Drones at Dolce & Gabbana fall 2018.
Being human is so last season.
On Wednesday at Milan Fashion Week, we were introduced to the Gucci Cyborg. On Thursday, Prada tapped the virtual “It” girl, Lil Miquela. And on Sunday, Dolce & Gabbana replaced its usual parade of millennial models with drones, which whizzed down the runway carrying fall 2018 handbags.
Upon arrival, guests were instructed to turn off the Wi-Fi on their phones, including any personal hotspots — a comically impossible task for a room full of influencers made famous by the internet, all of whom speak different languages.
After about 45 minutes of waiting, a voice on the loudspeaker started calling out the usernames of guests who still hadn’t unplugged, like a school principal summoning delinquents to her office. The theme of the show was “Fashion Devotion,” with overt Christian themes like angels, devils, and gilded crosses throughout, but it seems people are far more devoted to their personal hotspots — the luxury accessories of the future.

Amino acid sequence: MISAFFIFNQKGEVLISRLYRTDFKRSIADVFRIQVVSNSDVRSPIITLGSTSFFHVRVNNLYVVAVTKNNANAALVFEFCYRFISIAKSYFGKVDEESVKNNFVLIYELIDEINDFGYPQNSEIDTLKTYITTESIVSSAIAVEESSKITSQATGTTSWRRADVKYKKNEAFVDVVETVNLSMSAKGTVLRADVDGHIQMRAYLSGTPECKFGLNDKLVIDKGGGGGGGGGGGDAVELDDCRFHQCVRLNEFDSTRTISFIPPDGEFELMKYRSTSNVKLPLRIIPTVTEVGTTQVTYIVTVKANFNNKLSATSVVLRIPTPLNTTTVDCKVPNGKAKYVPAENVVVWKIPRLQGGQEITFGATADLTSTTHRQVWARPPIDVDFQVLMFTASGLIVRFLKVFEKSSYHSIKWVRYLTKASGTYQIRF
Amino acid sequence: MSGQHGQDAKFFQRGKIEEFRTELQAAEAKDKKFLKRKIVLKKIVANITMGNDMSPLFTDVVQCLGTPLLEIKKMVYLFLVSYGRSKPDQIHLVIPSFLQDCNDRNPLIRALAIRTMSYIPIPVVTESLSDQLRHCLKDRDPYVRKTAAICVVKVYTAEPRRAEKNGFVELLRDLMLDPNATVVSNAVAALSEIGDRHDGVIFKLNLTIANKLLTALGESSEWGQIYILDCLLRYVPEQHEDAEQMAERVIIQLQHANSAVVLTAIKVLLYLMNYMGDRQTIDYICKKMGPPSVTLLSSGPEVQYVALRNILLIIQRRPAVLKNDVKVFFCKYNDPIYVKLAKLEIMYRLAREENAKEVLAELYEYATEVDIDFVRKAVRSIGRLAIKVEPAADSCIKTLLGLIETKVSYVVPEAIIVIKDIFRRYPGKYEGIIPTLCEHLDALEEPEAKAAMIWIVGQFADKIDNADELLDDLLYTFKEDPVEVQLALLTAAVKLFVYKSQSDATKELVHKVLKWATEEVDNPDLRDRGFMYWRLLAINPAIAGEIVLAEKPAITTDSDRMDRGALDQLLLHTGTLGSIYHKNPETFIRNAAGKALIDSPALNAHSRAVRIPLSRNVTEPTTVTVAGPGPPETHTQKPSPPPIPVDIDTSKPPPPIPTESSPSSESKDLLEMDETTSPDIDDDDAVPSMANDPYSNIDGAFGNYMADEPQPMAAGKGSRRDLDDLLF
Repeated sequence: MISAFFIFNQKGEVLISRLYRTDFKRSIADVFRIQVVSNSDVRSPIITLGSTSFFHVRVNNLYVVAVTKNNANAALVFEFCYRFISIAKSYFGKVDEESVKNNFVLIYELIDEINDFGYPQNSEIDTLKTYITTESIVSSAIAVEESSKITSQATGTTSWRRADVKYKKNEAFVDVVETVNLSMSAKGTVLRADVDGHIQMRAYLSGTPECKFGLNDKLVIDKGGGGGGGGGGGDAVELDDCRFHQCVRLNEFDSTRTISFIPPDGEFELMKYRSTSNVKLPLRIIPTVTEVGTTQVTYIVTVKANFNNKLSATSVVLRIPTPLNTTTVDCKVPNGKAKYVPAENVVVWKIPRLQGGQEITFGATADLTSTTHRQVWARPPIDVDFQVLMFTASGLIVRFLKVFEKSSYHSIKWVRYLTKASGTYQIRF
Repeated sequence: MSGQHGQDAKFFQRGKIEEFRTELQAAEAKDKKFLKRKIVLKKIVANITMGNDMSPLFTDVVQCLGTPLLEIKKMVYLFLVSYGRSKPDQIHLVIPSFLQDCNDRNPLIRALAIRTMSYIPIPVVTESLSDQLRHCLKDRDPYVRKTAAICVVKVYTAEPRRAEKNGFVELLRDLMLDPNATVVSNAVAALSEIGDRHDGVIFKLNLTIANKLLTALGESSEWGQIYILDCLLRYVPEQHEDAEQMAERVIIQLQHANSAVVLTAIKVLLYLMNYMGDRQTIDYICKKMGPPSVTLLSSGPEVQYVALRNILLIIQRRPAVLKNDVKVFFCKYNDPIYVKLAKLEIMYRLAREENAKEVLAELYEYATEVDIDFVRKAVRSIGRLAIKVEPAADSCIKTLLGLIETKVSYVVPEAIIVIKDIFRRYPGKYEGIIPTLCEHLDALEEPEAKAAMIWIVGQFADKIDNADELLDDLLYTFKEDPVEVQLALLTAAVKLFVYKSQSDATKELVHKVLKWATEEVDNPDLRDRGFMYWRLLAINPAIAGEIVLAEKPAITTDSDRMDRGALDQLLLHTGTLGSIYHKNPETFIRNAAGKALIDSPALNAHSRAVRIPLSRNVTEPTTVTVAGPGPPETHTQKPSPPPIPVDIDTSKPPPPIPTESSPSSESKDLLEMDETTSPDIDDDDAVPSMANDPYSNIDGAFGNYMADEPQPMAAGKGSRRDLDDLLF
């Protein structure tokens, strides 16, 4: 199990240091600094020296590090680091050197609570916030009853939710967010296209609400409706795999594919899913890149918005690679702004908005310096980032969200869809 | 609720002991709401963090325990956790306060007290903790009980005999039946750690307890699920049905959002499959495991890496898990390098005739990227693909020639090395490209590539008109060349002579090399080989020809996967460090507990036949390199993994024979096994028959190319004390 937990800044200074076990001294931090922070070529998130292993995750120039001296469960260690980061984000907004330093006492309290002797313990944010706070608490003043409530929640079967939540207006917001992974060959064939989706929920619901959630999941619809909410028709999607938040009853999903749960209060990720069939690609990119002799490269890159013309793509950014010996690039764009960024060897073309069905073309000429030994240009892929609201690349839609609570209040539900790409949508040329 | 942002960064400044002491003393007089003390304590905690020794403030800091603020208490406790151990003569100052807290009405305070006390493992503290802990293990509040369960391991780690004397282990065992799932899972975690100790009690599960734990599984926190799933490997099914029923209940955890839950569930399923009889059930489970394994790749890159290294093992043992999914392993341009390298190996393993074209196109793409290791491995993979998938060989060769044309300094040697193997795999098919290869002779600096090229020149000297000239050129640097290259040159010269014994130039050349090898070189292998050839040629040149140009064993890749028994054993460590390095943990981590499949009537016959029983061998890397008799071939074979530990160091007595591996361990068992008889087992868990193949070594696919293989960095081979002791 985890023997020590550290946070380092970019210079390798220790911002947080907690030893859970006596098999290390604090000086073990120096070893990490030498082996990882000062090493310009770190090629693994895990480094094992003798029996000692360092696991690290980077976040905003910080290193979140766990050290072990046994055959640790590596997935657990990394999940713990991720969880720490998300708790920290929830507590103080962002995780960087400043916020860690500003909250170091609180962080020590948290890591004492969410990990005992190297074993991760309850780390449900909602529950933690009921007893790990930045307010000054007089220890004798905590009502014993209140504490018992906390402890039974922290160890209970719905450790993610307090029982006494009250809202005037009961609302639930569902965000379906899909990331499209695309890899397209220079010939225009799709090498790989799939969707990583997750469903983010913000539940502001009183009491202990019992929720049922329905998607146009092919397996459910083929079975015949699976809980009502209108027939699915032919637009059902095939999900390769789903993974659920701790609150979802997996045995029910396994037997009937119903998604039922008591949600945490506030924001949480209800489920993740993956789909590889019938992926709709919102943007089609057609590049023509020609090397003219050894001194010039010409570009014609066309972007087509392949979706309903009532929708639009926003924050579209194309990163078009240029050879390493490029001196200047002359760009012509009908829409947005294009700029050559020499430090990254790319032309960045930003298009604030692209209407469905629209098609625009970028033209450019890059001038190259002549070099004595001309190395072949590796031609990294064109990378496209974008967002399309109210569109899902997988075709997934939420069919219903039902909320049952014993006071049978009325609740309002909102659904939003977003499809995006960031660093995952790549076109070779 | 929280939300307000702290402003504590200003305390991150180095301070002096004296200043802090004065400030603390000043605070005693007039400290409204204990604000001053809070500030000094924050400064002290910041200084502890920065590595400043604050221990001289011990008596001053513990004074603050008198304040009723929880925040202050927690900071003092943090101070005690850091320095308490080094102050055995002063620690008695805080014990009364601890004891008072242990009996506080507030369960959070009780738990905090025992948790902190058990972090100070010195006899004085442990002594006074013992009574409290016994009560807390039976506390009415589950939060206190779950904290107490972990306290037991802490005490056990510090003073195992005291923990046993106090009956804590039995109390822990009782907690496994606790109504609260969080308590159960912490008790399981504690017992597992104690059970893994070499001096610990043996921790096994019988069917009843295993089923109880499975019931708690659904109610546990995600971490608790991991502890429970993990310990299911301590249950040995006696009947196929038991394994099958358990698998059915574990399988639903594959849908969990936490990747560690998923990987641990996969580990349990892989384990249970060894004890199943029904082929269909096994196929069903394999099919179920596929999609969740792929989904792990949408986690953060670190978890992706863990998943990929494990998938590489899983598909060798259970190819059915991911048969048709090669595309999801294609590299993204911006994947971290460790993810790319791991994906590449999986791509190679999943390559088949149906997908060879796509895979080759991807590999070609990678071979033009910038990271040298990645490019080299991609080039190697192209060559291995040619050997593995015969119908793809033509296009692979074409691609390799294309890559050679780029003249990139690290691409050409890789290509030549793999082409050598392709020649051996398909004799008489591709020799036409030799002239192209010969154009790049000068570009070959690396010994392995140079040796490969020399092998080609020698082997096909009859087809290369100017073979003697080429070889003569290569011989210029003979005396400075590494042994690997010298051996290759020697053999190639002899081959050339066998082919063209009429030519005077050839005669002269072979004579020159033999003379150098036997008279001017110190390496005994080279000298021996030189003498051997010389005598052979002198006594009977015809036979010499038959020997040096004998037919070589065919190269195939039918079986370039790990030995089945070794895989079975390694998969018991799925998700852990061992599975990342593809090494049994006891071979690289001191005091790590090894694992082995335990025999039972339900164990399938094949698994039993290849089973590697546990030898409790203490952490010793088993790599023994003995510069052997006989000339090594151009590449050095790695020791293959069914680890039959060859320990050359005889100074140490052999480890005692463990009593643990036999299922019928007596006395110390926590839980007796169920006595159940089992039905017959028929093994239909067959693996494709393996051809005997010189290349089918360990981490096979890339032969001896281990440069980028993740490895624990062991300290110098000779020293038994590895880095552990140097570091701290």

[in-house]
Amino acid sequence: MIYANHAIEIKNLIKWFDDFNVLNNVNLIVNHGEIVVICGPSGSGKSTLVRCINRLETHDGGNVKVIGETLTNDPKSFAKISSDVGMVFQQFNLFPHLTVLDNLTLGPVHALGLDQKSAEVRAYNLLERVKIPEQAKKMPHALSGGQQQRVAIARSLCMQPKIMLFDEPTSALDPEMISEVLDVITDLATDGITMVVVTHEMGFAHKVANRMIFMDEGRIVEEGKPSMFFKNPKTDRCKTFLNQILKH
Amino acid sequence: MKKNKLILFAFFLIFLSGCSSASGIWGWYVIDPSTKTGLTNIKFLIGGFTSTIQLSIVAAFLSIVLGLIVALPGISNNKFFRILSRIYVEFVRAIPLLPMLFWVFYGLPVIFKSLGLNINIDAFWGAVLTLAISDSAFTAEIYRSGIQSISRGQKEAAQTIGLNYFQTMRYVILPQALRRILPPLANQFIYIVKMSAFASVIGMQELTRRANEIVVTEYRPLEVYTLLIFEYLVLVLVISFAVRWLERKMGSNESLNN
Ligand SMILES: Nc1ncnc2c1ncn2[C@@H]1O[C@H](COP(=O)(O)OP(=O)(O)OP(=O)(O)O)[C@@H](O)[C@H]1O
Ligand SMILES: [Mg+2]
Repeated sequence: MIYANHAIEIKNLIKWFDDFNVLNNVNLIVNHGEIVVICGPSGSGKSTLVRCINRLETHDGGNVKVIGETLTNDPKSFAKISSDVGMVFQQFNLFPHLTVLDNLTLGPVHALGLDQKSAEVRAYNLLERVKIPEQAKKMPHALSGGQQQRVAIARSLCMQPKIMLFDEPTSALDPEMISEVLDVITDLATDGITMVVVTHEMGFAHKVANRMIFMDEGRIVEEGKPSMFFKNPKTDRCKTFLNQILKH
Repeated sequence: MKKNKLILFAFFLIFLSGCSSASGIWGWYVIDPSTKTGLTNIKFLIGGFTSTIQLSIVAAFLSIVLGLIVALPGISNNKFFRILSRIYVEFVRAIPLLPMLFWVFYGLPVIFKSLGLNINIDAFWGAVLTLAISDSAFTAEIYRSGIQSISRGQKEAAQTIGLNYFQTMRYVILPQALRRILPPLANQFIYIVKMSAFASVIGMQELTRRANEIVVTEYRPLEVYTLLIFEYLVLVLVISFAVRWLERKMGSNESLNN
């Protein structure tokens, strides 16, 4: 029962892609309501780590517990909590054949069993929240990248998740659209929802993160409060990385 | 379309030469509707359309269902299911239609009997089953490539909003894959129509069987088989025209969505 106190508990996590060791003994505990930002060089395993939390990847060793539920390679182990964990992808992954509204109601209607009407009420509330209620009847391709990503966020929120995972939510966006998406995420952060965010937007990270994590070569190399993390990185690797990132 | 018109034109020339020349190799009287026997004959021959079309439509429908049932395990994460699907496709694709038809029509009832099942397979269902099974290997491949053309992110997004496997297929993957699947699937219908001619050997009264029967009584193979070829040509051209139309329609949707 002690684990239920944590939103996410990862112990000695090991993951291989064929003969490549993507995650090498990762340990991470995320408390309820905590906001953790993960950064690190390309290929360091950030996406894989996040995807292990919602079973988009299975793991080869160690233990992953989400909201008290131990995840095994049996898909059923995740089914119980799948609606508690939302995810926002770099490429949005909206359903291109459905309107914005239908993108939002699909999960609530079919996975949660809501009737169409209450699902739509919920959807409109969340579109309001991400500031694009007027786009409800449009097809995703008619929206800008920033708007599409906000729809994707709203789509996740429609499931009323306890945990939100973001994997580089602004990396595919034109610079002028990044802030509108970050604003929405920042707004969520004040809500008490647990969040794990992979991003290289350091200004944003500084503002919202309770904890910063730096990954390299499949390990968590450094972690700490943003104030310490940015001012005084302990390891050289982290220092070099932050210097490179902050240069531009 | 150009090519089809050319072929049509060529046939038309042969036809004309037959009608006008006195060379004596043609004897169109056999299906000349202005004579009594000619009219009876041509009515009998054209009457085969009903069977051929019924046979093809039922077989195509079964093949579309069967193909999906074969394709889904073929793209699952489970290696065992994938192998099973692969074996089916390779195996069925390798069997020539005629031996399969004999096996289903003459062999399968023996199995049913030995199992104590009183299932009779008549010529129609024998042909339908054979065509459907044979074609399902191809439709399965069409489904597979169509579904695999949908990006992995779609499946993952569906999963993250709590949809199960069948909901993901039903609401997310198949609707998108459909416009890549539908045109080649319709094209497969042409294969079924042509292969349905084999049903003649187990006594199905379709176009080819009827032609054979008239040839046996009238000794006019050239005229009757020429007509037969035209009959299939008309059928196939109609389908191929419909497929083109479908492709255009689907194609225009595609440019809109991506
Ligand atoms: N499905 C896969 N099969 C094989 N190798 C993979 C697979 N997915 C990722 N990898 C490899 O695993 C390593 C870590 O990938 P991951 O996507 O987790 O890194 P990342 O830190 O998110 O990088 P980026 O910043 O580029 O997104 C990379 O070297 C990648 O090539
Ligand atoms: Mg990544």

Finally, the golden gates of Heaven (or Hell, depending on who you’re talking to) opened to reveal the need for clear airwaves: drones. Several boxy, leather Dolce & Gabbana fall 2018 handbags hanging on drones floated past, eliciting gasps from the audience. In the real world, drones can be a serious threat, but Dolce & Gabbana didn’t seem worried.
Sitting front row to capture the spectacle were British “It” girls, Lady Kitty Spencer (Princess Diana’s niece); Ladies Violet, Alice, and Eliza Manners; and Maddi Waterhouse, model Suki Waterhouse’s little sister. They all walked in Dolce & Gabbana’s “Secrets and Diamonds” show the evening prior, and perhaps thanks to the drones, they had the afternoon off on Sunday.
The show opened with one model wearing a bedazzled “FASHION SINNER” top, followed by references to the Garden of Eden, plus plenty of Renaissance angel babies, or putti. There was something for everyone in the collection — no matter their devotion — from sneakers and sequin tracksuits to billowing ball gowns and sharp, Scarface-esque suits. As a whole, it was everything you might expect from a Dolce & Gabbana show, which is to say it was a spectacle of Italian extravagance.
For at least ten minutes, the audience was, in fact, devoted to fashion. But when the lights came back on, so too did everyone’s Wi-Fi.